Feminism And Religion Essay Contest

Essay on Rita M. Gross' Feminism and Religion

4159 Words17 Pages

In her book Feminism and Religion, Rita M. Gross provides readers with an introduction to the need for, and benefits of, androgynous scholarship in the field of religious studies. Gross strives to make readers aware of the dangers of androcentric, Eurocentric scholarship. Moreover, she advances the claim that, “properly pursued, the field of religious studies involves study of all major religions found in human history” and an equal representation of both men’s and women’s religious experiences (Gross 1-4). Because androcentrism has permeated both religion and scholarship for the greater part of history, Gross strives to correct and augment this perspective with illuminating examples of what she deems “proper” religious scholarship –…show more content…

The author of each article is a feminist scholar and female practitioner of the represented faith. The result is a refreshing and insightful collection of actual women’s experiences as both members of their chosen faith and as devout feminist scholars. Thus, Her Voice, Her Faith is an eloquent contribution of the “proper” religious scholarship Gross advocates.

For purposes of this essay, I have decided to use three of the essays contained in Her Voice, Her Faith to emphasize the link between the scholastic ideals explored in Gross’ book and their actualization in the scholarship of the authors of my chosen essays.

Representation of Sources/Selective Summary

“Taoism” by Eva Wong

One of the primary claims in Gross’ book is that “it is necessary to rewrite the history of thought to include forgotten contributions by women and forgotten female imagery” (Gross 76). In her essay, Eva Wong augments and amends the traditional androcentric view of Taoism to include the neglected contributions of women in Taoist practice. Wong notes that “the relative invisibility of women in (the Taoist Canon) has led many to believe that female Taoist practitioners have been rare and that their contributions to the development of Taoist thought and practice have been negligible” (Wong 122). This seems a dichotomy since today Taoism is a religion in which most of the adherents are women (Wong 121). However, Wong believes that “it is possible to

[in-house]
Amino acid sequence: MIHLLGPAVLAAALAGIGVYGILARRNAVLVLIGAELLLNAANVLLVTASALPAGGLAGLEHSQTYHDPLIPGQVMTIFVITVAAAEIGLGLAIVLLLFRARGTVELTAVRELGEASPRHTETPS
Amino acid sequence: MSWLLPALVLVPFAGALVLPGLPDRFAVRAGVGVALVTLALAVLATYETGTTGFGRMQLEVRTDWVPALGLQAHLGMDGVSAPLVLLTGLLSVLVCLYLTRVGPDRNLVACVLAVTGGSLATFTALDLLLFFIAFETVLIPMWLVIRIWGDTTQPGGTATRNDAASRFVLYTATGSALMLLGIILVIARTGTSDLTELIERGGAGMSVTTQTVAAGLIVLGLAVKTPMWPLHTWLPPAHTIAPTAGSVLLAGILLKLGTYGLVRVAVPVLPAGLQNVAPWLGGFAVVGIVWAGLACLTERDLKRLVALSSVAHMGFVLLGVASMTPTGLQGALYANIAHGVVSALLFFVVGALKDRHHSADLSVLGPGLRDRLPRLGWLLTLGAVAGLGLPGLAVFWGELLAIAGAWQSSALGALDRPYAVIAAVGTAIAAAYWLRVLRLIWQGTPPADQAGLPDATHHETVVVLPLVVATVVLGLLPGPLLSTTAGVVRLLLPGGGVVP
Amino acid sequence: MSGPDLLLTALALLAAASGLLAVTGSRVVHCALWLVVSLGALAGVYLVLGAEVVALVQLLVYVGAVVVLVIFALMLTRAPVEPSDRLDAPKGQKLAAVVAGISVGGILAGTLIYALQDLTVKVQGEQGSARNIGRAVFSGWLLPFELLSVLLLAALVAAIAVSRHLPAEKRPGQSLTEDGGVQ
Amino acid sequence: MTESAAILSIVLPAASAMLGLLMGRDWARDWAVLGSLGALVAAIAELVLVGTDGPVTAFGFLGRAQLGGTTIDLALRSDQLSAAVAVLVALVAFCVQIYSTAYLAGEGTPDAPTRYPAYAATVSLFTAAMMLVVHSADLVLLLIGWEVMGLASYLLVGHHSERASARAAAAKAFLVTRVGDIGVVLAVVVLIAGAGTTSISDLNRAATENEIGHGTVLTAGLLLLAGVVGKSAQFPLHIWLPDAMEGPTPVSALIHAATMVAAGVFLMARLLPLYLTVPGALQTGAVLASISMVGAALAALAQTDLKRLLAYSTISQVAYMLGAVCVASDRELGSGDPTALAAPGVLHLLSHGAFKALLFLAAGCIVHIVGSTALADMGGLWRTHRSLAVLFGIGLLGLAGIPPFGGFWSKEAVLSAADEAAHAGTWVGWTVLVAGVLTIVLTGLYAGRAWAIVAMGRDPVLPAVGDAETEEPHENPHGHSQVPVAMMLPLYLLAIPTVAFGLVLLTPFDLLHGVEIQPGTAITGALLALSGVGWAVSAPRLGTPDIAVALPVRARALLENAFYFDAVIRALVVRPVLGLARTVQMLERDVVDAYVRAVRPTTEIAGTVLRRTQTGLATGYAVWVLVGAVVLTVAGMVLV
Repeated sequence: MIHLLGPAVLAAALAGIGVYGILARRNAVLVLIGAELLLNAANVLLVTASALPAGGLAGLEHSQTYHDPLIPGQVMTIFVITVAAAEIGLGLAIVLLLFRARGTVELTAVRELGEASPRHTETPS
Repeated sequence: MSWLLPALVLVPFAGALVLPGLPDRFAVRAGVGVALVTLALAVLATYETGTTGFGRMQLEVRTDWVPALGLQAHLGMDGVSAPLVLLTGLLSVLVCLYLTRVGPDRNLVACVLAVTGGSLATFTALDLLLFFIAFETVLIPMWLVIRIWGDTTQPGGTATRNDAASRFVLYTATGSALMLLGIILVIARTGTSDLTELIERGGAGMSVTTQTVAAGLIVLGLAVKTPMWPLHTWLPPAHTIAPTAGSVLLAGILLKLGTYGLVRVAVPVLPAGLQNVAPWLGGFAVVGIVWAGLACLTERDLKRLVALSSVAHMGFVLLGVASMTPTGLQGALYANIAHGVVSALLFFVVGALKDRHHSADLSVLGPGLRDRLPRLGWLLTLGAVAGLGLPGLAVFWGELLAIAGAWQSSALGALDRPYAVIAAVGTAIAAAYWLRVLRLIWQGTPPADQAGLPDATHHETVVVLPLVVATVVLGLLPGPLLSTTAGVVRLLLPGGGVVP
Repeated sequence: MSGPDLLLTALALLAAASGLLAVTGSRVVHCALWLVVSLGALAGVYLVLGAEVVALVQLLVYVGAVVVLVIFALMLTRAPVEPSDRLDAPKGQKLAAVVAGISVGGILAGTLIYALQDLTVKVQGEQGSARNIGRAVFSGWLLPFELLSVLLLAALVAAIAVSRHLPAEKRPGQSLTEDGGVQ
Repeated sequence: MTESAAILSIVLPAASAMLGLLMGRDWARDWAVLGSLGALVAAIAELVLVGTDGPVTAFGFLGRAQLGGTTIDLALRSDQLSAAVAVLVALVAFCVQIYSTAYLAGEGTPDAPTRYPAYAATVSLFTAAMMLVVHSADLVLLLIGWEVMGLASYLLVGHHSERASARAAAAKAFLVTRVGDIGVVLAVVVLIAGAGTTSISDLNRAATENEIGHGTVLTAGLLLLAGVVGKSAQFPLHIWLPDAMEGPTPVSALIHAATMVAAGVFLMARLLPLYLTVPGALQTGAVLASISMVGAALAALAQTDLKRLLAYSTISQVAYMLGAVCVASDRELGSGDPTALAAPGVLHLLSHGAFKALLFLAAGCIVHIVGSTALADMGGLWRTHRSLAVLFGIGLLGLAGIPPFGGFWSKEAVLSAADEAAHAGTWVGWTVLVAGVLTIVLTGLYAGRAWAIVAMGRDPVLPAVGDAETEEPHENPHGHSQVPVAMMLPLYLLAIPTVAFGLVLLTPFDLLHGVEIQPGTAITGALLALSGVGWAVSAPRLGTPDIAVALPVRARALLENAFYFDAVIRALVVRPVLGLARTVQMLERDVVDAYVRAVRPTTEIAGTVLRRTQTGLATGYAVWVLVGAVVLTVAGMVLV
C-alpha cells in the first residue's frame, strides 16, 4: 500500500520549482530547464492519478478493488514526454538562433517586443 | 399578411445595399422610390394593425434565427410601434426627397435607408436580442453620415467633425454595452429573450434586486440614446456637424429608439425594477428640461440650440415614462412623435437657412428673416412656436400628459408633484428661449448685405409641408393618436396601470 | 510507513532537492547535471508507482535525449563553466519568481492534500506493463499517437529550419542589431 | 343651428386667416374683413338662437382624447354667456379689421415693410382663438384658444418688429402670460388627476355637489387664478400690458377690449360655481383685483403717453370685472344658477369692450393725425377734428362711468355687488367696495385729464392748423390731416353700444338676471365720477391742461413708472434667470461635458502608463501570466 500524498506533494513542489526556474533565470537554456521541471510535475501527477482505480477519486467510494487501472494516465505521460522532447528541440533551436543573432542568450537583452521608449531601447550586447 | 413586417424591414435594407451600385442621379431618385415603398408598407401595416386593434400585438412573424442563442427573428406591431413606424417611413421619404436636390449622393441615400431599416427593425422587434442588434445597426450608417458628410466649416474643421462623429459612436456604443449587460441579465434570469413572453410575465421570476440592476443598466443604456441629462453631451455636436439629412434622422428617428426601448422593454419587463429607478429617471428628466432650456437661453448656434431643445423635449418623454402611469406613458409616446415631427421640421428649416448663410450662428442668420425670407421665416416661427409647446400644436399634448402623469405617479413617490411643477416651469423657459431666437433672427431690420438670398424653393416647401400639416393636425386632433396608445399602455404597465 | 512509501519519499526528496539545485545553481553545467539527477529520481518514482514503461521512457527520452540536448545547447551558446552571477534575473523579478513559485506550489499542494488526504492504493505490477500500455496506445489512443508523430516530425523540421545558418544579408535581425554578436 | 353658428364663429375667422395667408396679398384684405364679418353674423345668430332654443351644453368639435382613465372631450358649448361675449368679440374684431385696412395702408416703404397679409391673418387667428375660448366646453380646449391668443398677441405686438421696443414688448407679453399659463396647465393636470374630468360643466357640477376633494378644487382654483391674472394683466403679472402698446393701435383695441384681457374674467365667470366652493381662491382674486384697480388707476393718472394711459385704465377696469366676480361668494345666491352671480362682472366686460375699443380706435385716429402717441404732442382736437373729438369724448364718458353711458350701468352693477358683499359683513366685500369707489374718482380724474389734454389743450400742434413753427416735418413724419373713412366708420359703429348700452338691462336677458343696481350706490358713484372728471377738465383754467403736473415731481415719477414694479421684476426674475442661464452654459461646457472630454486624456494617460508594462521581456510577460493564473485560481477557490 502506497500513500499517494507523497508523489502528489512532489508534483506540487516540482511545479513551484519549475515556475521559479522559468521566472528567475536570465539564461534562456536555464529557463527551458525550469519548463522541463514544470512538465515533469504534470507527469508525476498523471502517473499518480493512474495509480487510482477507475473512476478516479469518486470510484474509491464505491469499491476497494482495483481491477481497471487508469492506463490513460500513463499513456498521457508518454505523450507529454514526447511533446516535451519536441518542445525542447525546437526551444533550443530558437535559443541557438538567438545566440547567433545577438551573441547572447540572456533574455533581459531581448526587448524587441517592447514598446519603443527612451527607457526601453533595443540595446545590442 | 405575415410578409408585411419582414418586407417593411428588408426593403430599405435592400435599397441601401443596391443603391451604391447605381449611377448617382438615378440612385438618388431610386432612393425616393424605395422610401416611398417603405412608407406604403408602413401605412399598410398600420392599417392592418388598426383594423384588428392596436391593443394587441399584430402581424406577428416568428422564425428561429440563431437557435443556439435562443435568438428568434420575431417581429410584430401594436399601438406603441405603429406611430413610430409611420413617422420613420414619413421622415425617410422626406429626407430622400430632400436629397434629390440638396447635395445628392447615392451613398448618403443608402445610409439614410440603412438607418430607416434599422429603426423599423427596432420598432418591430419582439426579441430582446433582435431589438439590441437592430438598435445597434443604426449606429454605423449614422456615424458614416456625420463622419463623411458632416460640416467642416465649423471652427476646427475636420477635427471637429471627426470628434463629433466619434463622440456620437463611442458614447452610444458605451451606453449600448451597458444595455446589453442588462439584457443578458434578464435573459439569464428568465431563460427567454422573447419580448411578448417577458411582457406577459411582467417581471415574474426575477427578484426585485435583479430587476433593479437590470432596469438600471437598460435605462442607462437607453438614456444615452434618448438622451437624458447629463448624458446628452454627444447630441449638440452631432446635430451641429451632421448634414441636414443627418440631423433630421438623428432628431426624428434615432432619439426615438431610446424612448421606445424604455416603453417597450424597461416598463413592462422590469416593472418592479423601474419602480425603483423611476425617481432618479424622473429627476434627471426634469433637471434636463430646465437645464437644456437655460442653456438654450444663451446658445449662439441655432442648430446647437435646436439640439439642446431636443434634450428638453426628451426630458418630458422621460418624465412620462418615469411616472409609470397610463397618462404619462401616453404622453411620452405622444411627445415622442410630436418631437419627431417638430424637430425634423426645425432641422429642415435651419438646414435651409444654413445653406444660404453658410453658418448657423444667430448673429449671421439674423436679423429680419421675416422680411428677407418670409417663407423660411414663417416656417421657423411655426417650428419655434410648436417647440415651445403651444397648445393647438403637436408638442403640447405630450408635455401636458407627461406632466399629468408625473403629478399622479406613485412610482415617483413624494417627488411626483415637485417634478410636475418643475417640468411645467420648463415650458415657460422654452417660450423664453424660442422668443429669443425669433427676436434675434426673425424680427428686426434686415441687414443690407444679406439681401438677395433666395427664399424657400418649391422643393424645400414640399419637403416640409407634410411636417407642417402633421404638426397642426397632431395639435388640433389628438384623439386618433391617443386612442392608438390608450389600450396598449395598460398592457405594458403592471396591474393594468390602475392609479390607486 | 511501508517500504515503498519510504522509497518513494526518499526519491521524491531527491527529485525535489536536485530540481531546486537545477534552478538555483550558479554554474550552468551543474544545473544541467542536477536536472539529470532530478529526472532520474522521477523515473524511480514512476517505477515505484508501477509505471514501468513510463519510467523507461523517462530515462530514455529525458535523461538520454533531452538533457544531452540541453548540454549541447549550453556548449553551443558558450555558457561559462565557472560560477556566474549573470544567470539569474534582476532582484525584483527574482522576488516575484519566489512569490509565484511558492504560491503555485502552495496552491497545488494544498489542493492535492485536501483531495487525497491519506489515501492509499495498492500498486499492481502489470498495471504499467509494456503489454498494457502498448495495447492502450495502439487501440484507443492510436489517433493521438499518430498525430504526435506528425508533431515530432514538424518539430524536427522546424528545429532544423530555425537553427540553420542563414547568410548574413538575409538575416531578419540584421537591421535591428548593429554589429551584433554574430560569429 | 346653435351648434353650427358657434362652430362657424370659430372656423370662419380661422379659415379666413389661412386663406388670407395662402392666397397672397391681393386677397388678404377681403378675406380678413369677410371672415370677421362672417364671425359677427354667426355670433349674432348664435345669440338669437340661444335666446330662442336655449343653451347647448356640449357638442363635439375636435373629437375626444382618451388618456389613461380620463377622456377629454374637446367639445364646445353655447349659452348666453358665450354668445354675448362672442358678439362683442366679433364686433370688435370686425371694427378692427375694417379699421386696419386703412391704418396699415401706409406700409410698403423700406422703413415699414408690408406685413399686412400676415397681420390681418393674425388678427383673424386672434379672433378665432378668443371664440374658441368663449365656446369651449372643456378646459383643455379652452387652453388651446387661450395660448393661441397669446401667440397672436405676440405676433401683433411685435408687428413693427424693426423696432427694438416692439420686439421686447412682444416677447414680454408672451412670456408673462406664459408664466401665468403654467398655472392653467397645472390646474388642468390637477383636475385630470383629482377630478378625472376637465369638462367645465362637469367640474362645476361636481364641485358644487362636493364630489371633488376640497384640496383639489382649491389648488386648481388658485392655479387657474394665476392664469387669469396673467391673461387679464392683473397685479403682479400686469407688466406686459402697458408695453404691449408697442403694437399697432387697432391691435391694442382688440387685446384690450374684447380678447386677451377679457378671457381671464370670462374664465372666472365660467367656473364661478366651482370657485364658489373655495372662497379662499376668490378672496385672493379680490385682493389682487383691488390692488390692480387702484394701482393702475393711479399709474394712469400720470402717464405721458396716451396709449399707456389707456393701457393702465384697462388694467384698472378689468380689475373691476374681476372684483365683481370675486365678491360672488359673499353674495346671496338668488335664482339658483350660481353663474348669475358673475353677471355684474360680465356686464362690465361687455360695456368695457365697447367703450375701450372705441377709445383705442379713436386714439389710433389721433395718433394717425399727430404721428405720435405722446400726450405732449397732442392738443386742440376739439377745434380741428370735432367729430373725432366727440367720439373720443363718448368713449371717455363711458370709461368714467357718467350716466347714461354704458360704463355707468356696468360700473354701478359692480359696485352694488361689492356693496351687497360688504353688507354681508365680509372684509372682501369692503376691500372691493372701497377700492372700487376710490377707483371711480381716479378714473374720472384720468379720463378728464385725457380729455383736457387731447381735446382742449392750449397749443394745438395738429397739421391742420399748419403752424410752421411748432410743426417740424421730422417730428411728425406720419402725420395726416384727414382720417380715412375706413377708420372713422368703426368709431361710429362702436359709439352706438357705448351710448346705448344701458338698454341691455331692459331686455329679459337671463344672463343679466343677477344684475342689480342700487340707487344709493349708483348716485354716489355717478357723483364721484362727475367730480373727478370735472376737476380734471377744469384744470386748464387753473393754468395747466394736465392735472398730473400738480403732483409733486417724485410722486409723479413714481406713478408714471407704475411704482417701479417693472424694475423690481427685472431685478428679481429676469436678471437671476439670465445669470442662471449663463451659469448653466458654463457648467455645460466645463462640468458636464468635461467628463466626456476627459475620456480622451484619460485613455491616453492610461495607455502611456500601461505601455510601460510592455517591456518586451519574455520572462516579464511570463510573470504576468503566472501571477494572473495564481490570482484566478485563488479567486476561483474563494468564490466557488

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Gender, Feminism And Religion Essay

Gender, feminism and religion

A) Identify and explain two reasons why church attenders are predominately female? (8 marks)

1) Females have lower rate of participation in paid work and this, it is argued gives women more time for church related activities, and more need for a source of personal identity and commitment. with a lot of free time on their hands it is likely they will attend church more.

2) Women are more religious than men and they are more likely to express a greater interest in religion, and have stronger personal interests which mean they may attend church more to show their commitment to their religion.

B) Examine the extent to which religion acts as an agent of social control over women. (12 marks)

Religion acts as an agent of social control over women as in the holy books such as the bible and Qur'an it says men are in charge of women. Even though there are many female characters in the biblical texts and some are portrayed as acting charitably or bravely, but the prime parts are reserved for males, there is no female equivalent to Moses for example, and in the New Testament all the apostles are men. The most prominent females in the Bible, Eve and Mary mother of Jesus, serve to reinforce patriarchal ideas regarding the dangers of female sexuality and the virtues of motherhood. Buddhism is also dominated by a patriarchal power structure in which the feminine is mainly associated with the secular, powerless, profane and imperfect. This may act as an agent of social control over women because some men might believe they have the right to control their wife and tell her what she can and can't do, as they may see it from a religious point of view and believe they are there to be in charge. Patriarchal issues have meant that women have been barred from serving as priest in many of the world's great religions until recently and more traditional factions continue to do so. Islamic groups, Orthodox Jews and the Roman Catholic Church continue to exclude women from the religious hierarchy

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